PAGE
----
In these cases, it’s much less common for whales to die of old age as many individuals may not have the luxury to live until they reach old age.
Do Whales Drown When They Get Too Old?
Yes, many whales do drown when they get too old as they become physically too weak to make it to the surface to breathe.
Whales are marine mammals which means they are required to come to the surface every once in a while to breathe.
If they become too old, they may be too weak to make it to the surface, meaning they breathe in water through their blowhole which causes them to drown.
However, it’s also likely for old whales to get caught in fishing nets or hit by vessels which can cause them to die prematurely.
Old whales that get entangled in nets have little chance of escape which can cause them to drown very quickly.
Whales that are old may also become disoriented and accidentally venture into shallow waters and beach themselves.
If this happens, there’s very little chance the whale will have the strength to make it back out to the ocean and may die.
How Do Whales Die Naturally?
Whales can die naturally in a number of ways which include predation, disease, old age, and more.
Lack of prey and changes in water temperature can also cause whales to die, among the many other environmental factors that can impact whales.
When whales die, their bodies typically sink to the ocean floor where they will become a banquet and valuable food source for many organisms in the area.
Over time, bacteria and other decomposes break down the whale which can take years or even decades, depending on the size of the whale.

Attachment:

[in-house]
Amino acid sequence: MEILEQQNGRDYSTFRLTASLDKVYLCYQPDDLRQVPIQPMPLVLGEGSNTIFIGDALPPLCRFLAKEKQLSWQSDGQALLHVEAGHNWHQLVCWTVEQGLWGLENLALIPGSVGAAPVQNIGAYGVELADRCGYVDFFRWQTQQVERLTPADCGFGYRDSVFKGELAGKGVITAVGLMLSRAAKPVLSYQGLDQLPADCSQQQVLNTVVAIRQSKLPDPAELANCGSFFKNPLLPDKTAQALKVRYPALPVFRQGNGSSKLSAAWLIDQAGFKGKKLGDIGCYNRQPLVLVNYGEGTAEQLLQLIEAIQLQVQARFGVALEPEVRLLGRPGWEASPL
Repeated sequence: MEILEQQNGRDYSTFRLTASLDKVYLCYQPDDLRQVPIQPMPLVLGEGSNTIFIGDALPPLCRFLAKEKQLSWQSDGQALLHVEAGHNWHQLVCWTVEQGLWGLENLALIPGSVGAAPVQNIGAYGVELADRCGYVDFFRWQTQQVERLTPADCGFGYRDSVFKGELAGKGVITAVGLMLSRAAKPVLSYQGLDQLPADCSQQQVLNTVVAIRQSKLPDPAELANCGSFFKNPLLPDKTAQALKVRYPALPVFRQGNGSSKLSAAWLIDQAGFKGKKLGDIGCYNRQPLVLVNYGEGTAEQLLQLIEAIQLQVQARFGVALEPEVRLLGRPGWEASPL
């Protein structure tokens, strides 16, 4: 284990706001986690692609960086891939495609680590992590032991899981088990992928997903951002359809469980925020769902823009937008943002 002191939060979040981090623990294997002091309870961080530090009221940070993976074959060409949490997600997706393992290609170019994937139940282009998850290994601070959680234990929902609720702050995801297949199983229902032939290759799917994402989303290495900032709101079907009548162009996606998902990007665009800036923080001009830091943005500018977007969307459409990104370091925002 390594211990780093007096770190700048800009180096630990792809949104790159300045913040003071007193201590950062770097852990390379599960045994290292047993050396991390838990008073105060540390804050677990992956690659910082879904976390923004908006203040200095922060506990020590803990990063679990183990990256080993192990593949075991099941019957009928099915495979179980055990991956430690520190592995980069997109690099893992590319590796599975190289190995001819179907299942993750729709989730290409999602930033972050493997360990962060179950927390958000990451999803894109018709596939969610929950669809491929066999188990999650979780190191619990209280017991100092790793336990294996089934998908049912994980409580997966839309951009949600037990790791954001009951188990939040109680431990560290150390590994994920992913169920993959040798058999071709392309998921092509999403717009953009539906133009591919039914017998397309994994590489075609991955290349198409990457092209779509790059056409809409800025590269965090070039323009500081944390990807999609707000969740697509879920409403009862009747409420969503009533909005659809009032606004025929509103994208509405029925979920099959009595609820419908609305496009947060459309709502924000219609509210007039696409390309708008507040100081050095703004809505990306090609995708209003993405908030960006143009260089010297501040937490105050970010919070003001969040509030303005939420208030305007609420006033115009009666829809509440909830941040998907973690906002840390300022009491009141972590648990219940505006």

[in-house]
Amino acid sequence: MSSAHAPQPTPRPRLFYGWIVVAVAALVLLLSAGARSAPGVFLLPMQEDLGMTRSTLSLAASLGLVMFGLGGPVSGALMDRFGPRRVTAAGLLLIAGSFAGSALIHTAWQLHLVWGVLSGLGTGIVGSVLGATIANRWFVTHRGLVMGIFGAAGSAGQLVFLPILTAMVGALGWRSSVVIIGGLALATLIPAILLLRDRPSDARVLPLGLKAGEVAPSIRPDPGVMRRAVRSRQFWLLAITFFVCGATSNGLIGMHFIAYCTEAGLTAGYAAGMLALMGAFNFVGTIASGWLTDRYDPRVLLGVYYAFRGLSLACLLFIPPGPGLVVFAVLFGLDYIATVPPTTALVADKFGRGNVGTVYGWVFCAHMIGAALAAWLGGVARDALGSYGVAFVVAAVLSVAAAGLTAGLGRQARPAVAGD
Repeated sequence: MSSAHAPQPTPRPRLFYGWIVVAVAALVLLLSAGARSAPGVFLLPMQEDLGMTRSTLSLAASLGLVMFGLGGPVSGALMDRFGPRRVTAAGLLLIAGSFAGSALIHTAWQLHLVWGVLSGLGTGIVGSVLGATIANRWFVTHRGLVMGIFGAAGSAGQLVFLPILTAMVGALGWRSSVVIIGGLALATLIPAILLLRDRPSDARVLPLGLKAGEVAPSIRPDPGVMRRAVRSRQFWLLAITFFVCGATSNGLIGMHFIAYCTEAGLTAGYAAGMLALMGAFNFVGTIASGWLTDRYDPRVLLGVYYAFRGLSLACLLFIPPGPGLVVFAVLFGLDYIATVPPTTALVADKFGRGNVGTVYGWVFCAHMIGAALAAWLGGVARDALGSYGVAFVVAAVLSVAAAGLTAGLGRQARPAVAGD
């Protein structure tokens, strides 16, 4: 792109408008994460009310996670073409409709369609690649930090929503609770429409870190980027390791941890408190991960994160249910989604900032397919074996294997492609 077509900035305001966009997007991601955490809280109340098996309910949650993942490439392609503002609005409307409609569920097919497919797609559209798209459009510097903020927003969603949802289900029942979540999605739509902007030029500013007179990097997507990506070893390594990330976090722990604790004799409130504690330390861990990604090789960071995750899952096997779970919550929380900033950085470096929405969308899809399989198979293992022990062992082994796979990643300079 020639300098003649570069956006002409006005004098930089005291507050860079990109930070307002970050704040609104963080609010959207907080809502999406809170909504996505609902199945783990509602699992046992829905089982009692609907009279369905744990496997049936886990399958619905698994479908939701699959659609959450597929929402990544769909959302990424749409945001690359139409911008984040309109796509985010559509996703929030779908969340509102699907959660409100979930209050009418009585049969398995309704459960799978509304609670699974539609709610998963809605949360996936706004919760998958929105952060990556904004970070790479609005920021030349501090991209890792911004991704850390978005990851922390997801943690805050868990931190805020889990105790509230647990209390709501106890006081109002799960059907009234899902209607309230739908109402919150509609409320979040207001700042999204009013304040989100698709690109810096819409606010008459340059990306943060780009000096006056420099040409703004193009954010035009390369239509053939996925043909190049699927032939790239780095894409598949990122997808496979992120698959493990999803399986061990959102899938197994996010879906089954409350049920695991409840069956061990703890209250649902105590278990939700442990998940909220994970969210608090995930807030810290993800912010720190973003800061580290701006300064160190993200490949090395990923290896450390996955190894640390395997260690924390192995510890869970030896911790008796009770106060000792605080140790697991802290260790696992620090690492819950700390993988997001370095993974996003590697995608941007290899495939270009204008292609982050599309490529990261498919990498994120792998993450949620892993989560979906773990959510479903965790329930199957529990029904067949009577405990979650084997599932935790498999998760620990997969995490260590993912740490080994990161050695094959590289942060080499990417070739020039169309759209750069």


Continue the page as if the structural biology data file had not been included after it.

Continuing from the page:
The death of a whale can have a significant impact on the greater pod as these are highly social animals that are emotionally intelligent and feel the death of loved ones.
They build strong bonds with their pod members and the loss of a whale can disrupt social dynamics and even the health of other whales.
In summary, YES, whales do die of old age. That said, there are a number of other factors that can cause whales to die prematurely.
Whilst the lifespan of whales can vary greatly depending on species and other factors, many whales do make it to old age and ultimately die of natural causes.
Just like other mammals, as whales age, they begin to slowly deteriorate which can have a number of effects on their physical activity and overall health.
The best a whale can hope for is to reach old age and have produced many calves throughout its lifetime.
This helps contribute to the overall population of the species and keeps the lifecycle of the species going.
Thanks for taking the time to read this post today and learn more about how and why whales die of old age.
Catch you in the next one!
Hi, I’m George – the founder of MarinePatch. I created this blog as marine wildlife has been my passion for many years. I’ve spent over a decade in the marine wildlife industry and spent years out in the field conducting research. In today’s modern world, an online blog is the best place for me to share my findings and reach as many people as possible to help educate and inspire others. Enjoy your time here and you’re welcome back anytime!